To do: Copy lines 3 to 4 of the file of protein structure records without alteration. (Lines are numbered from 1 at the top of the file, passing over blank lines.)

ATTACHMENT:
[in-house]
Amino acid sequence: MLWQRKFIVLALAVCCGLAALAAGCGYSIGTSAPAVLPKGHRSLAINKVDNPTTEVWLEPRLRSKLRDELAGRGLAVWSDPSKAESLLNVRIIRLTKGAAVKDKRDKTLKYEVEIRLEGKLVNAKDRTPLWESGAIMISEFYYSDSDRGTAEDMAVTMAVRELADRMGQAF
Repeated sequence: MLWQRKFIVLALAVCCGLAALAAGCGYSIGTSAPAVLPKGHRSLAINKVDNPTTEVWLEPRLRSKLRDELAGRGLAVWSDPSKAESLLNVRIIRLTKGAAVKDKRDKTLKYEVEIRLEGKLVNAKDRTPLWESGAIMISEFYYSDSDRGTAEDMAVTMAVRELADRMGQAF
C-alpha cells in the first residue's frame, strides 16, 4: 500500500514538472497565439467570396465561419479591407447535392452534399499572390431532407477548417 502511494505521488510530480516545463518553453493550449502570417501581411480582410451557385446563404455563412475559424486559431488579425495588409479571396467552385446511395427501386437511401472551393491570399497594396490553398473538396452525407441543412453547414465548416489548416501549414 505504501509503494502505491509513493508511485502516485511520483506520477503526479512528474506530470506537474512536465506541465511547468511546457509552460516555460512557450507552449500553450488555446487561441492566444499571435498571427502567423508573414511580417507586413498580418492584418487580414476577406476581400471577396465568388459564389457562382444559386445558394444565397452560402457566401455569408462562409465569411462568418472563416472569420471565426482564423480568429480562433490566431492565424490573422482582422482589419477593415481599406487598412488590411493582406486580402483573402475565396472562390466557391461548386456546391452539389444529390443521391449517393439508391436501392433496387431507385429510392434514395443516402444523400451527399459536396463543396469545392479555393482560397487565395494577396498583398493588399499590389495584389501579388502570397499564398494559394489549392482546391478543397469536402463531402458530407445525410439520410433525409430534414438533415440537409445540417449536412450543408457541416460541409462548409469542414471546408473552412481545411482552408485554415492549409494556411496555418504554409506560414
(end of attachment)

Repeated sequence: MLWQRKFIVLALAVCCGLAALAAGCGYSIGTSAPAVLPKGHRSLAINKVDNPTTEVWLEPRLRSKLRDELAGRGLAVWSDPSKAESLLNVRIIRLTKGAAVKDKRDKTLKYEVEIRLEGKLVNAKDRTPLWESGAIMISEFYYSDSDRGTAEDMAVTMAVRELADRMGQAF
C-alpha cells in the first residue's frame, strides 16, 4: 500500500514538472497565439467570396465561419479591407447535392452534399499572390431532407477548417 502511494505521488510530480516545463518553453493550449502570417501581411480582410451557385446563404455563412475559424486559431488579425495588409479571396467552385446511395427501386437511401472551393491570399497594396490553398473538396452525407441543412453547414465548416489548416501549414 505504501509503494502505491509513493508511485502516485511520483506520477503526479512528474506530470506537474512536465506541465511547468511546457509552460516555460512557450507552449500553450488555446487561441492566444499571435498571427502567423508573414511580417507586413498580418492584418487580414476577406476581400471577396465568388459564389457562382444559386445558394444565397452560402457566401455569408462562409465569411462568418472563416472569420471565426482564423480568429480562433490566431492565424490573422482582422482589419477593415481599406487598412488590411493582406486580402483573402475565396472562390466557391461548386456546391452539389444529390443521391449517393439508391436501392433496387431507385429510392434514395443516402444523400451527399459536396463543396469545392479555393482560397487565395494577396498583398493588399499590389495584389501579388502570397499564398494559394489549392482546391478543397469536402463531402458530407445525410439520410433525409430534414438533415440537409445540417449536412450543408457541416460541409462548409469542414471546408473552412481545411482552408485554415492549409494556411496555418504554409506560414